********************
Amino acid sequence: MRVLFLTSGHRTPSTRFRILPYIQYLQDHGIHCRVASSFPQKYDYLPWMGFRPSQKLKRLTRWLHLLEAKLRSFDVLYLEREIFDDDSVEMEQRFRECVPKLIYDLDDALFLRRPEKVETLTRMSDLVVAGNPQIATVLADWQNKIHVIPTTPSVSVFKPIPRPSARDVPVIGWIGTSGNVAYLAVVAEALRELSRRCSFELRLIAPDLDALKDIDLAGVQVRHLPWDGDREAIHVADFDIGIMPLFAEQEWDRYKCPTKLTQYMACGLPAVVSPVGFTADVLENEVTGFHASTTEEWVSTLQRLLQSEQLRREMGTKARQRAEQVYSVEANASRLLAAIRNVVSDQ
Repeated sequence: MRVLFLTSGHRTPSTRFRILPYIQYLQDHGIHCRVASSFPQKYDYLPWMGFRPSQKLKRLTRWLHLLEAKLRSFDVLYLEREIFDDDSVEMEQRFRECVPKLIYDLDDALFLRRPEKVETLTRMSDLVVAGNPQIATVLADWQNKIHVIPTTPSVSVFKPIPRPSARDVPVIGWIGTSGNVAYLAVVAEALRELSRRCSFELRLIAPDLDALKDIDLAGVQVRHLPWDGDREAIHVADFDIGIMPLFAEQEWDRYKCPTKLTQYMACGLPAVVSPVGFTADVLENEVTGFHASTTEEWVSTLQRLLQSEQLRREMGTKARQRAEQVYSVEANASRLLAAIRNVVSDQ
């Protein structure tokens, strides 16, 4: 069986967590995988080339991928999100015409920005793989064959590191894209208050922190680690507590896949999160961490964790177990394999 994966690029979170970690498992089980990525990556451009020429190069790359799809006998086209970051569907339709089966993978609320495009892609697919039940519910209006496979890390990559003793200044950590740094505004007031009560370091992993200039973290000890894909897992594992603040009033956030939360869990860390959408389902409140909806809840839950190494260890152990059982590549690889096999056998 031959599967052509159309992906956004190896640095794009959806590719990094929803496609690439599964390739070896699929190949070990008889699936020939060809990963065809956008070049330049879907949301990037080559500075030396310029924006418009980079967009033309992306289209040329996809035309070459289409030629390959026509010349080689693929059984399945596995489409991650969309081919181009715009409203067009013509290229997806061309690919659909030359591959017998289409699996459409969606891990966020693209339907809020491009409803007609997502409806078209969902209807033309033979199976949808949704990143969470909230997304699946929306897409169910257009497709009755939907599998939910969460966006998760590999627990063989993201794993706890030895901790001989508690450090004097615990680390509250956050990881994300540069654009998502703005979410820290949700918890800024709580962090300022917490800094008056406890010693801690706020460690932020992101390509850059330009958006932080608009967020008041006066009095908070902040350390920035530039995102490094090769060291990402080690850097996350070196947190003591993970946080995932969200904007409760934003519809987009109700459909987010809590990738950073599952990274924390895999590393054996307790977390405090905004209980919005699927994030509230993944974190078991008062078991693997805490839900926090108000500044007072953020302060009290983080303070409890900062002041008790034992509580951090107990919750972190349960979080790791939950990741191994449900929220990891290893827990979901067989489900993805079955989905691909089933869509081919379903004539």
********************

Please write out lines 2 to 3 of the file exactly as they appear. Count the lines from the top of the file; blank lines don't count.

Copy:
Repeated sequence: MRVLFLTSGHRTPSTRFRILPYIQYLQDHGIHCRVASSFPQKYDYLPWMGFRPSQKLKRLTRWLHLLEAKLRSFDVLYLEREIFDDDSVEMEQRFRECVPKLIYDLDDALFLRRPEKVETLTRMSDLVVAGNPQIATVLADWQNKIHVIPTTPSVSVFKPIPRPSARDVPVIGWIGTSGNVAYLAVVAEALRELSRRCSFELRLIAPDLDALKDIDLAGVQVRHLPWDGDREAIHVADFDIGIMPLFAEQEWDRYKCPTKLTQYMACGLPAVVSPVGFTADVLENEVTGFHASTTEEWVSTLQRLLQSEQLRREMGTKARQRAEQVYSVEANASRLLAAIRNVVSDQ
């Protein structure tokens, strides 16, 4: 069986967590995988080339991928999100015409920005793989064959590191894209208050922190680690507590896949999160961490964790177990394999 994966690029979170970690498992089980990525990556451009020429190069790359799809006998086209970051569907339709089966993978609320495009892609697919039940519910209006496979890390990559003793200044950590740094505004007031009560370091992993200039973290000890894909897992594992603040009033956030939360869990860390959408389902409140909806809840839950190494260890152990059982590549690889096999056998 031959599967052509159309992906956004190896640095794009959806590719990094929803496609690439599964390739070896699929190949070990008889699936020939060809990963065809956008070049330049879907949301990037080559500075030396310029924006418009980079967009033309992306289209040329996809035309070459289409030629390959026509010349080689693929059984399945596995489409991650969309081919181009715009409203067009013509290229997806061309690919659909030359591959017998289409699996459409969606891990966020693209339907809020491009409803007609997502409806078209969902209807033309033979199976949808949704990143969470909230997304699946929306897409169910257009497709009755939907599998939910969460966006998760590999627990063989993201794993706890030895901790001989508690450090004097615990680390509250956050990881994300540069654009998502703005979410820290949700918890800024709580962090300022917490800094008056406890010693801690706020460690932020992101390509850059330009958006932080608009967020008041006066009095908070902040350390920035530039995102490094090769060291990402080690850097996350070196947190003591993970946080995932969200904007409760934003519809987009109700459909987010809590990738950073599952990274924390895999590393054996307790977390405090905004209980919005699927994030509230993944974190078991008062078991693997805490839900926090108000500044007072953020302060009290983080303070409890900062002041008790034992509580951090107990919750972190349960979080790791939950990741191994449900929220990891290893827990979901067989489900993805079955989905691909089933869509081919379903004539």